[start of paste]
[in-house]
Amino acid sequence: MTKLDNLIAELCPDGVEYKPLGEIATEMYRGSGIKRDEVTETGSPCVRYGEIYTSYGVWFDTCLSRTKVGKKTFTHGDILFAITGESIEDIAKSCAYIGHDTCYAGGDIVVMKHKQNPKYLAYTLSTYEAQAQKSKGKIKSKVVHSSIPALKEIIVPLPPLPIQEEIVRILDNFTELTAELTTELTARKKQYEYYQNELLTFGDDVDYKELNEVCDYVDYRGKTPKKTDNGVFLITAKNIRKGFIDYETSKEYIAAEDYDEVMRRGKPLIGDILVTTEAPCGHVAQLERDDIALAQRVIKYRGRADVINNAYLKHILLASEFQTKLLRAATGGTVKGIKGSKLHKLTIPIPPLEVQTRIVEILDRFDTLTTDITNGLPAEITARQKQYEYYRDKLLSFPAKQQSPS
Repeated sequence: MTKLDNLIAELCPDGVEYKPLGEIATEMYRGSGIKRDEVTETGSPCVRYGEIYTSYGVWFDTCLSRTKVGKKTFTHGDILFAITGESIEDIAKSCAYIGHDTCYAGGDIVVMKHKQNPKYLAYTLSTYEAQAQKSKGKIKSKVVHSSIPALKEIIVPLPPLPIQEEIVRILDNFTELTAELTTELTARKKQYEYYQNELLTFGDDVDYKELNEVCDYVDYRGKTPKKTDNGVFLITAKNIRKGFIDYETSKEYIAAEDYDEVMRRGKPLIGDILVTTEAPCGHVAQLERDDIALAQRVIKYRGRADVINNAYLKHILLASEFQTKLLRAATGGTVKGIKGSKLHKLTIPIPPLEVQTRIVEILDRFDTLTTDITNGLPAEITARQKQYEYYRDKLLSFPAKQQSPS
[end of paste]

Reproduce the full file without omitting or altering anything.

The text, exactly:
[in-house]
Amino acid sequence: MTKLDNLIAELCPDGVEYKPLGEIATEMYRGSGIKRDEVTETGSPCVRYGEIYTSYGVWFDTCLSRTKVGKKTFTHGDILFAITGESIEDIAKSCAYIGHDTCYAGGDIVVMKHKQNPKYLAYTLSTYEAQAQKSKGKIKSKVVHSSIPALKEIIVPLPPLPIQEEIVRILDNFTELTAELTTELTARKKQYEYYQNELLTFGDDVDYKELNEVCDYVDYRGKTPKKTDNGVFLITAKNIRKGFIDYETSKEYIAAEDYDEVMRRGKPLIGDILVTTEAPCGHVAQLERDDIALAQRVIKYRGRADVINNAYLKHILLASEFQTKLLRAATGGTVKGIKGSKLHKLTIPIPPLEVQTRIVEILDRFDTLTTDITNGLPAEITARQKQYEYYRDKLLSFPAKQQSPS
Repeated sequence: MTKLDNLIAELCPDGVEYKPLGEIATEMYRGSGIKRDEVTETGSPCVRYGEIYTSYGVWFDTCLSRTKVGKKTFTHGDILFAITGESIEDIAKSCAYIGHDTCYAGGDIVVMKHKQNPKYLAYTLSTYEAQAQKSKGKIKSKVVHSSIPALKEIIVPLPPLPIQEEIVRILDNFTELTAELTTELTARKKQYEYYQNELLTFGDDVDYKELNEVCDYVDYRGKTPKKTDNGVFLITAKNIRKGFIDYETSKEYIAAEDYDEVMRRGKPLIGDILVTTEAPCGHVAQLERDDIALAQRVIKYRGRADVINNAYLKHILLASEFQTKLLRAATGGTVKGIKGSKLHKLTIPIPPLEVQTRIVEILDRFDTLTTDITNGLPAEITARQKQYEYYRDKLLSFPAKQQSPS